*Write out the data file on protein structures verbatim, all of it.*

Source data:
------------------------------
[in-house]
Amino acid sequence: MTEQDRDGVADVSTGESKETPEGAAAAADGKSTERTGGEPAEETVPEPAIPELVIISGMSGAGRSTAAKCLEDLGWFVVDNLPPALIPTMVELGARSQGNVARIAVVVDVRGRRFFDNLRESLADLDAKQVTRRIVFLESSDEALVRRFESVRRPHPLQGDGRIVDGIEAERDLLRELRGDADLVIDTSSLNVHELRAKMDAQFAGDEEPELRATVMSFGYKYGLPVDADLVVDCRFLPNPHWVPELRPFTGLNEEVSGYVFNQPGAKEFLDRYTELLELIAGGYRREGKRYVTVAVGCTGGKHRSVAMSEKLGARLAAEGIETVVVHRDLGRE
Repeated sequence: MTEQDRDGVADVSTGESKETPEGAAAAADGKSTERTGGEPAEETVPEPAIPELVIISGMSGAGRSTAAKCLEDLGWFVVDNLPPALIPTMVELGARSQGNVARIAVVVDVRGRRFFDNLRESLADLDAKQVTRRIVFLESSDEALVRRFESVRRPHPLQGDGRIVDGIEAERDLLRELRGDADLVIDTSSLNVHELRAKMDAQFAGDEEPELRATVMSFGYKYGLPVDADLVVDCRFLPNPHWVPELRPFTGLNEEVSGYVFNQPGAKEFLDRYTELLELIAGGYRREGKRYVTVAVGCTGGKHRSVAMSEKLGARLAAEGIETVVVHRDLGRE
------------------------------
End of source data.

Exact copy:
[in-house]
Amino acid sequence: MTEQDRDGVADVSTGESKETPEGAAAAADGKSTERTGGEPAEETVPEPAIPELVIISGMSGAGRSTAAKCLEDLGWFVVDNLPPALIPTMVELGARSQGNVARIAVVVDVRGRRFFDNLRESLADLDAKQVTRRIVFLESSDEALVRRFESVRRPHPLQGDGRIVDGIEAERDLLRELRGDADLVIDTSSLNVHELRAKMDAQFAGDEEPELRATVMSFGYKYGLPVDADLVVDCRFLPNPHWVPELRPFTGLNEEVSGYVFNQPGAKEFLDRYTELLELIAGGYRREGKRYVTVAVGCTGGKHRSVAMSEKLGARLAAEGIETVVVHRDLGRE
Repeated sequence: MTEQDRDGVADVSTGESKETPEGAAAAADGKSTERTGGEPAEETVPEPAIPELVIISGMSGAGRSTAAKCLEDLGWFVVDNLPPALIPTMVELGARSQGNVARIAVVVDVRGRRFFDNLRESLADLDAKQVTRRIVFLESSDEALVRRFESVRRPHPLQGDGRIVDGIEAERDLLRELRGDADLVIDTSSLNVHELRAKMDAQFAGDEEPELRATVMSFGYKYGLPVDADLVVDCRFLPNPHWVPELRPFTGLNEEVSGYVFNQPGAKEFLDRYTELLELIAGGYRREGKRYVTVAVGCTGGKHRSVAMSEKLGARLAAEGIETVVVHRDLGRE